Rat poison, or rodenticides, is a chemical substance used to control populations of rodents. Rodenticides can be used to kill rats, chipmunks, squirrels, voles, mice, woodchucks, and beavers. It can be found in many areas, including homes, garages, stables, farms, parks and more. Rat poison comes in different forms, making it easily accessible and increases the chances of a pet ingesting it. If you have pets in your home, it is important to take precautions and make sure that rat poison is safely stored and inaccessible to them.

Understanding the Effects of Rat Poison

Rat poison is typically made up of a neurotoxin called bromethalin which causes swelling of the brain, tremors, and paralysis in those that ingest it. Other types of rat poison contain anticoagulants such as bromadiolone, diphacinone, and brodifacoum, which can cause severe bleeding. Cholecalciferol is also an ingredient found in some rat poison, which can cause high blood calcium that leads to kidney failure. Rat poison is usually placed in baited food to attract rodents, but it can also entice your pets, making it important to take precautions and store it safely.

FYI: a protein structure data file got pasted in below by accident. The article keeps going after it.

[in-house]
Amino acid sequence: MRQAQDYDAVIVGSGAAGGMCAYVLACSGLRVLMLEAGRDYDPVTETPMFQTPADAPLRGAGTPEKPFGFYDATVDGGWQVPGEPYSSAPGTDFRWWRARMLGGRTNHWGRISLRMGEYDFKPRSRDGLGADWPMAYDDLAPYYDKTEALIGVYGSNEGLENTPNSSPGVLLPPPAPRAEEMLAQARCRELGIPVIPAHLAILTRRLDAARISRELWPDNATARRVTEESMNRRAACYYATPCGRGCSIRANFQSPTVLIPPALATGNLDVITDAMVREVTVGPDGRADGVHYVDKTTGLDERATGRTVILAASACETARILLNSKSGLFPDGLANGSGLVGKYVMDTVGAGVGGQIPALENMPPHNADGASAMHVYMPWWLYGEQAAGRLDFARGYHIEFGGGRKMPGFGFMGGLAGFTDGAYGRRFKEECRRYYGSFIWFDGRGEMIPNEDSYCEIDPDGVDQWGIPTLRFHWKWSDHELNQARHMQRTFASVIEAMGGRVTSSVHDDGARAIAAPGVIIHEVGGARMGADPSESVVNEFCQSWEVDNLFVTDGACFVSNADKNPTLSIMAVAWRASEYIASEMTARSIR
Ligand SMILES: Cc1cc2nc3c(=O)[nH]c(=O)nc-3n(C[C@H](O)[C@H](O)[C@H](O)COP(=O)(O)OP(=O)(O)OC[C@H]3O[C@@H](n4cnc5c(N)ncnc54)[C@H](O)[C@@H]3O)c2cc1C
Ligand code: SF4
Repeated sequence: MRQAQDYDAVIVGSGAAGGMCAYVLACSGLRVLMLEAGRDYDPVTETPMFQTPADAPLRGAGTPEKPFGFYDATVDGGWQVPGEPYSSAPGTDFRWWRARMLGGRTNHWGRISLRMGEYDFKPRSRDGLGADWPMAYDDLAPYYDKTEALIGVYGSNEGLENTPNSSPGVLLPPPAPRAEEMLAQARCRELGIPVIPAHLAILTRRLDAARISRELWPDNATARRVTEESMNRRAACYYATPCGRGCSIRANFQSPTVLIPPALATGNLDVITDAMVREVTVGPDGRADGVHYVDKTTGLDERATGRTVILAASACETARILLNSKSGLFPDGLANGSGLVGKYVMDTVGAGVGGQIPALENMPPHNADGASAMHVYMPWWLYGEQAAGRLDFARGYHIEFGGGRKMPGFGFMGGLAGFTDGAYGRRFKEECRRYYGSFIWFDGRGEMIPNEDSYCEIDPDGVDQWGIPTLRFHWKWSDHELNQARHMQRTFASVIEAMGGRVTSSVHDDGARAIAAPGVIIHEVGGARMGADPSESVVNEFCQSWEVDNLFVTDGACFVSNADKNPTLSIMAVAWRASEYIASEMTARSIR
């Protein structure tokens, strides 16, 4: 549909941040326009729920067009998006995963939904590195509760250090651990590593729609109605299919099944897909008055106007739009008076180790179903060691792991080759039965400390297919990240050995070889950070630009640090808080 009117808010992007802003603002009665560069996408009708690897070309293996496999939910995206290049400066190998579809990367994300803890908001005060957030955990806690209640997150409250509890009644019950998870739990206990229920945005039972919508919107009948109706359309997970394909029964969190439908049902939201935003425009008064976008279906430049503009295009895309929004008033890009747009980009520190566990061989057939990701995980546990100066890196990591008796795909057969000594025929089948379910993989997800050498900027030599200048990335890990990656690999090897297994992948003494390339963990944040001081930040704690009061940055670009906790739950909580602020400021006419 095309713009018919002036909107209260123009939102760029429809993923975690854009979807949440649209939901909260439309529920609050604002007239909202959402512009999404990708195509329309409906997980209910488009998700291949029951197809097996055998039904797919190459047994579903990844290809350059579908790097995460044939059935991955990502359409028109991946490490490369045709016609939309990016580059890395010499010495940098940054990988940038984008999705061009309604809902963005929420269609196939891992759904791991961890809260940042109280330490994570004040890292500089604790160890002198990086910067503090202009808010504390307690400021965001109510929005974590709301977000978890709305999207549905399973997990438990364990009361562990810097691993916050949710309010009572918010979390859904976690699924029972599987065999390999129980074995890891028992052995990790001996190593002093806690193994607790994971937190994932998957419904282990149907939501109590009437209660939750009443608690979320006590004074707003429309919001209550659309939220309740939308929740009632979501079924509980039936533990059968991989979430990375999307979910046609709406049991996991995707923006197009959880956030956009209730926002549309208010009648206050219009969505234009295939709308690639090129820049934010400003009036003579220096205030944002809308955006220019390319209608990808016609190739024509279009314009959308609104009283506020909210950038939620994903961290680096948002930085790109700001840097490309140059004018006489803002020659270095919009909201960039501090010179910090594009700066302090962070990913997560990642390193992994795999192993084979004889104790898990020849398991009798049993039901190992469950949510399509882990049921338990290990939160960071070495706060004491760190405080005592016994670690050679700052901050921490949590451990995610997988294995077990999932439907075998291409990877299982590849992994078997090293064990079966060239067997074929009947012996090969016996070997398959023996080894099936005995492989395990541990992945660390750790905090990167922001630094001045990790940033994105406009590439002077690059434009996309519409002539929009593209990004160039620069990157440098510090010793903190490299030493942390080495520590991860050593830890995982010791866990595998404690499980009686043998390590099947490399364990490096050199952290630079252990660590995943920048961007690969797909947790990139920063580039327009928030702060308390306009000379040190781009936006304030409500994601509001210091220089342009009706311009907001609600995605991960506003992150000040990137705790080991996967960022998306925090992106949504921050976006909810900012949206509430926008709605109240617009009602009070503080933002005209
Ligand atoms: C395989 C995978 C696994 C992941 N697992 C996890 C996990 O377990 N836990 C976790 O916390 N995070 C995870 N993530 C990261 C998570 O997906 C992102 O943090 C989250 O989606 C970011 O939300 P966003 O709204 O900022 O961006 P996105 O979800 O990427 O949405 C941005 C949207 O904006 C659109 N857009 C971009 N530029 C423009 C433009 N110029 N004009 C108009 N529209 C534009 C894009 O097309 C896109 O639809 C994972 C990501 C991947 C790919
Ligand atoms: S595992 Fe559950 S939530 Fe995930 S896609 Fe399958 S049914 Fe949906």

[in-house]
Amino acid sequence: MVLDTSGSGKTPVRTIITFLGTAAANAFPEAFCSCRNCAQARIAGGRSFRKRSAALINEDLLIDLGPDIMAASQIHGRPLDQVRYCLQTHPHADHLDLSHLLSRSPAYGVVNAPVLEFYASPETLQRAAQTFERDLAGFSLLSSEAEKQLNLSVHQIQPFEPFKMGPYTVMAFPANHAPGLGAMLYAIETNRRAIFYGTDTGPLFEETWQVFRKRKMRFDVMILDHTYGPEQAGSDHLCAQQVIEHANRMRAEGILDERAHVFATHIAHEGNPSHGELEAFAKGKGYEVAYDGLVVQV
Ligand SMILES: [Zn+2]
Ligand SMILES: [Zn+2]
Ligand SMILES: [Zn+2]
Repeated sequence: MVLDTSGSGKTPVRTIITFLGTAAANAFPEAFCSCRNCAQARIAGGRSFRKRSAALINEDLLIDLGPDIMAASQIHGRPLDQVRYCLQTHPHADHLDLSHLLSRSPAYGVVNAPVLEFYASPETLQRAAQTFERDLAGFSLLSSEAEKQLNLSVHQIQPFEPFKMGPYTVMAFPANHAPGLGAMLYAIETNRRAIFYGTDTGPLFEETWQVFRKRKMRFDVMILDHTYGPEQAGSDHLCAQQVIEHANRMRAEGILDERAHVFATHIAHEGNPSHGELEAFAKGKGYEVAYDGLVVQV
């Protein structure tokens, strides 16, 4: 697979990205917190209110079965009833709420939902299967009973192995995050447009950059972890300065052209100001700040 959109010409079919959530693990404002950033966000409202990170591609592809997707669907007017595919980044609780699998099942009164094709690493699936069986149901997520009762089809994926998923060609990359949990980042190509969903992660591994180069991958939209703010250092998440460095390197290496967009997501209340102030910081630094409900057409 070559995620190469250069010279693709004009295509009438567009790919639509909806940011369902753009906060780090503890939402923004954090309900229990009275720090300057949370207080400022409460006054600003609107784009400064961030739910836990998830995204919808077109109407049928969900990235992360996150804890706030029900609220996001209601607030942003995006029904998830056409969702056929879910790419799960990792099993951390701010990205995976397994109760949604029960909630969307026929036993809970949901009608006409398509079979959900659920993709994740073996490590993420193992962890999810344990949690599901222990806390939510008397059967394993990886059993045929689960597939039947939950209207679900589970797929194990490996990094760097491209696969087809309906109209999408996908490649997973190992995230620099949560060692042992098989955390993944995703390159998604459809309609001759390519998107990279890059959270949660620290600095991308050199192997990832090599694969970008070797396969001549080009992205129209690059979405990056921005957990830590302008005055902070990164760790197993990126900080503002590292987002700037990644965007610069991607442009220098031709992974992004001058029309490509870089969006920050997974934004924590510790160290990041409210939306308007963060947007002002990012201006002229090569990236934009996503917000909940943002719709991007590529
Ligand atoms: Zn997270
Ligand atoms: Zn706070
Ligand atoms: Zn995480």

Clinical Signs of Rat Poison Ingestion

It is essential to keep a close watch on pets when rat poison is present around your home. Pets may be attracted to the scent and attempt to lick it, leading to poisoning. Additionally, pets could be poisoned by consuming a rat that had ingested rat poison. If you discover a dead animal on your property, properly dispose of it before your pet encounters it. Symptoms of rat poison ingestion can appear as quickly as one day after consumption, but may take up to several days to manifest. Typical signs of rat poison ingestion include:

  • Internal bleeding
  • Coma
  • Kidney failure
  • Seizures
  • Vomiting
  • Diarrhea


If you suspect that your pet has ingested rat poison, call Pet Poison Helpline® and take them to the clinic immediately. Your pet may be at risk for severe symptoms and will need medical treatment. Your vet will be able to provide the proper medication. They may administer IV fluids to combat dehydration and anti-seizure medications if your pet is having seizures. Depending on the type of rat poison ingested, your pet may also receive vitamin K to address potential internal bleeding. For further questions or concerns regarding rat poison, contact Pet Poison Helpline® at (855) 764-7661.